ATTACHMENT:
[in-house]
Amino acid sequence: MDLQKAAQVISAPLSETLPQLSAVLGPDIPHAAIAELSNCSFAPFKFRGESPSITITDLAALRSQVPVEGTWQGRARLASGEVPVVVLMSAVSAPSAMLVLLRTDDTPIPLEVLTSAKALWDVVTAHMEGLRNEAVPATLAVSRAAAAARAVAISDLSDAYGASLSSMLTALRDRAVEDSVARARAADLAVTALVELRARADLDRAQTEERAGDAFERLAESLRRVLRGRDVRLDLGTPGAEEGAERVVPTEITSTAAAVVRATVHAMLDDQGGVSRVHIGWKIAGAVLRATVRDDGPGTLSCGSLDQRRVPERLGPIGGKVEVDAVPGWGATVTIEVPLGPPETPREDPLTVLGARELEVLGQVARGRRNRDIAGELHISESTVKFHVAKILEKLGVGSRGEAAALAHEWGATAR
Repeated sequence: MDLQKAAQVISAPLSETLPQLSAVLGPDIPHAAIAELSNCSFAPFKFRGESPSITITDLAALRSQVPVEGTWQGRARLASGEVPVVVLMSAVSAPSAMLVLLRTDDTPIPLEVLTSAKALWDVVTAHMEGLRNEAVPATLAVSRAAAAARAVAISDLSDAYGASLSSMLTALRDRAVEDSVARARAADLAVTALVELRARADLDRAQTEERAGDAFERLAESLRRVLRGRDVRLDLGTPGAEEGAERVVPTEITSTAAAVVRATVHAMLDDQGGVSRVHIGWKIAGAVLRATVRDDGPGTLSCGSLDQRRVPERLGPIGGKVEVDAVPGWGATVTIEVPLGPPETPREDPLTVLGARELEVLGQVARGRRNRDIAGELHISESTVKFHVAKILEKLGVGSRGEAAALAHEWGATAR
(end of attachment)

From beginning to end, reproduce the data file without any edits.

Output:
[in-house]
Amino acid sequence: MDLQKAAQVISAPLSETLPQLSAVLGPDIPHAAIAELSNCSFAPFKFRGESPSITITDLAALRSQVPVEGTWQGRARLASGEVPVVVLMSAVSAPSAMLVLLRTDDTPIPLEVLTSAKALWDVVTAHMEGLRNEAVPATLAVSRAAAAARAVAISDLSDAYGASLSSMLTALRDRAVEDSVARARAADLAVTALVELRARADLDRAQTEERAGDAFERLAESLRRVLRGRDVRLDLGTPGAEEGAERVVPTEITSTAAAVVRATVHAMLDDQGGVSRVHIGWKIAGAVLRATVRDDGPGTLSCGSLDQRRVPERLGPIGGKVEVDAVPGWGATVTIEVPLGPPETPREDPLTVLGARELEVLGQVARGRRNRDIAGELHISESTVKFHVAKILEKLGVGSRGEAAALAHEWGATAR
Repeated sequence: MDLQKAAQVISAPLSETLPQLSAVLGPDIPHAAIAELSNCSFAPFKFRGESPSITITDLAALRSQVPVEGTWQGRARLASGEVPVVVLMSAVSAPSAMLVLLRTDDTPIPLEVLTSAKALWDVVTAHMEGLRNEAVPATLAVSRAAAAARAVAISDLSDAYGASLSSMLTALRDRAVEDSVARARAADLAVTALVELRARADLDRAQTEERAGDAFERLAESLRRVLRGRDVRLDLGTPGAEEGAERVVPTEITSTAAAVVRATVHAMLDDQGGVSRVHIGWKIAGAVLRATVRDDGPGTLSCGSLDQRRVPERLGPIGGKVEVDAVPGWGATVTIEVPLGPPETPREDPLTVLGARELEVLGQVARGRRNRDIAGELHISESTVKFHVAKILEKLGVGSRGEAAALAHEWGATAR